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September 10, 2021 1:00 PM, EDT

US Weighs China Trade Probe

 A screen shows Chinese President Xi Jinping speaking A screen shows Chinese President Xi Jinping on July 1, 2021. (Chan Long Hei/Bloomberg News)

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The Biden administration is weighing a new investigation into Chinese subsidies and their damage to the U.S. economy as a way to pressure Beijing on trade, people familiar with the matter said.

Top Biden economic advisers, including U.S. Trade Representative Katherine Tai and Commerce Secretary Gina Raimondo, are meeting Sept. 10 to discuss the potential probe, the people said. They also will discuss the January 2020 trade deal reached under President Donald Trump and enforcement options along with a path forward for an estimated $300 billion in tariffs imposed on Chinese imports, the people said on condition of anonymity because the talks are private.

USTR has asked outside consultants to help quantify the damage from Chinese subsidies to measure the kind of response that’s appropriate should the investigation proceed, two of the people said.

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The offshore yuan pared gains after the report. The S&P 500 Index and the Nasdaq Golden Dragon China Index — which tracks firms listed in the U.S. that conduct a majority of their business in China — hit their lows of the session after the news, while the declines were modest.

The meeting comes less than a day after President Joe Biden and his Chinese counterpart Xi Jinping held a 90-minute phone call in which Biden expressed frustration with Beijing’s lack of seriousness in engaging with his team.

Biden also wanted to ensure that the relationship between the world’s largest economies doesn’t veer into conflict and explain the intention behind U.S. actions targeted at Beijing and its behavior, a U.S. official said.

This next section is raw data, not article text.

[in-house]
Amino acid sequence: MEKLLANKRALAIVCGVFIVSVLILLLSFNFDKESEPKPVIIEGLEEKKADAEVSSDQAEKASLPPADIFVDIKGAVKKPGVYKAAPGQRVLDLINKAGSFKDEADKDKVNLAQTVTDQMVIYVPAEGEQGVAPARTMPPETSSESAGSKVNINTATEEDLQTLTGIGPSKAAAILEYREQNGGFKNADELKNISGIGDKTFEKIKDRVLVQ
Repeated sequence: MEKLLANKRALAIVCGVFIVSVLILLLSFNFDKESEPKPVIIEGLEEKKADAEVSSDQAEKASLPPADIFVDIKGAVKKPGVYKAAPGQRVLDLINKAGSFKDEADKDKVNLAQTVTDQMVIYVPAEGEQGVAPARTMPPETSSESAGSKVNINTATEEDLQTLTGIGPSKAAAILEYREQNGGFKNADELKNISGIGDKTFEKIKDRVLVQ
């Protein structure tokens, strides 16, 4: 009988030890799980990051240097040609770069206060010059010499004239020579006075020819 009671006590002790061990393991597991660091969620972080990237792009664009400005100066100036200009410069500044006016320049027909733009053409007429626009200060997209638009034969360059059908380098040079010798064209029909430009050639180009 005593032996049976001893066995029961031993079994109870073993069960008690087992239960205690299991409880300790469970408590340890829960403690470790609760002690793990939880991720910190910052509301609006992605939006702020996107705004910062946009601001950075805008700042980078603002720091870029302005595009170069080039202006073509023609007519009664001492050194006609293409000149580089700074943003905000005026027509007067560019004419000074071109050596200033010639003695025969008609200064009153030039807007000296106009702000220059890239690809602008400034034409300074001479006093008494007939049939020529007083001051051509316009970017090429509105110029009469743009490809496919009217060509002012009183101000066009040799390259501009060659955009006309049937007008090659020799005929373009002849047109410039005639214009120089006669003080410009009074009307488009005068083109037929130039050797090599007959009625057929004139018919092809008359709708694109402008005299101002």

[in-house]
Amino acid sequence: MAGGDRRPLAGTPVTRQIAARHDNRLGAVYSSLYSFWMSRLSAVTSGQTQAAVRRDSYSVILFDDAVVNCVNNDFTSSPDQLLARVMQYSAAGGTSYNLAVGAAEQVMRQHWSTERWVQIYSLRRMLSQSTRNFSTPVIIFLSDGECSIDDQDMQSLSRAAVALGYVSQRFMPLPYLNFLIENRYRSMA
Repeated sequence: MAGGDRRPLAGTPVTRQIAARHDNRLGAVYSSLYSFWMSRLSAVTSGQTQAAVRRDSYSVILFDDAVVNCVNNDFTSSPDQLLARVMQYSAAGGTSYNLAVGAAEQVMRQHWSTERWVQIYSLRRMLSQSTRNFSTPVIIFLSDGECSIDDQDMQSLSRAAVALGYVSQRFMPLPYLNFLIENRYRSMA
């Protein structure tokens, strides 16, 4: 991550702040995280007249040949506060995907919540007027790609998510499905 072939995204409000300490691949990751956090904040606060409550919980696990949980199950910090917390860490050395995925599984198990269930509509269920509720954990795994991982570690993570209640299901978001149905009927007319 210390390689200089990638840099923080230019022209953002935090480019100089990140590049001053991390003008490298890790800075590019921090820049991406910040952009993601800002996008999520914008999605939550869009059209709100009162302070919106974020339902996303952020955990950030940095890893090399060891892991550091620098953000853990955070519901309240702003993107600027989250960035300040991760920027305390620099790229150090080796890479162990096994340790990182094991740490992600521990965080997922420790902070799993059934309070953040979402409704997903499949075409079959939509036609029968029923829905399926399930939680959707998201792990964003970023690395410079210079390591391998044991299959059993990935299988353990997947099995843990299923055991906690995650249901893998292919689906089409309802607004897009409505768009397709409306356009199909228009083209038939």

Xi, meanwhile, told Biden that the “China policy adopted by the United States for some time has caused serious difficulties” in relations, according to state broadcaster China Central Television.

A USTR spokesman declined to comment, while Commerce Department and White House spokespeople didn’t immediately respond to requests for comment.

“Certainly economic topics were a part of the discussion last night, but they were not a major part of the 90-minute call that the president had with President Xi and it wasn’t a call that was intended to produce final outcomes or deliver final outcomes,” White House Press Secretary Jen Psaki said. 

“There are I can’t even tell you how many meetings among high-level policy officials and cabinet members on a daily basis,” she said of the Tai-Raimondo meeting. “We typically don’t confirm those, but that is not out of the normal nor is it an indication of anything other than people in the government doing their work.”

The administration is leaning toward reinstating an exclusion process for certain tariffs, though a decision has not yet been made, two of the people said. The business community and many lawmakers have asked the administration to allow for such exemptions from the duties.

Some in the administration believe that the duties imposed under Trump have not led to the desired changes in China’s behavior and over time have lost their ability to serve as leverage to get China back to the negotiating table or to fulfill its commitments made in the 2020 “phase one” deal.

An investigation under Section 301, the same statute used by the previous administration to impose widespread tariffs on imports from China, would take months to conclude.

It is not clear when the White House would announce the outcomes of its review on these matters, but an administration official said it may happen in the near future.

The White House is taking into account any collateral damage that may result from taking action on China, and how potential Chinese retaliation could impact American workers and farmers, one of the people said.

The U.S. also wants to ensure that neither its allies nor members of Congress are blindsided by its actions and is prioritizing consultations ahead of any announcement, the person added.

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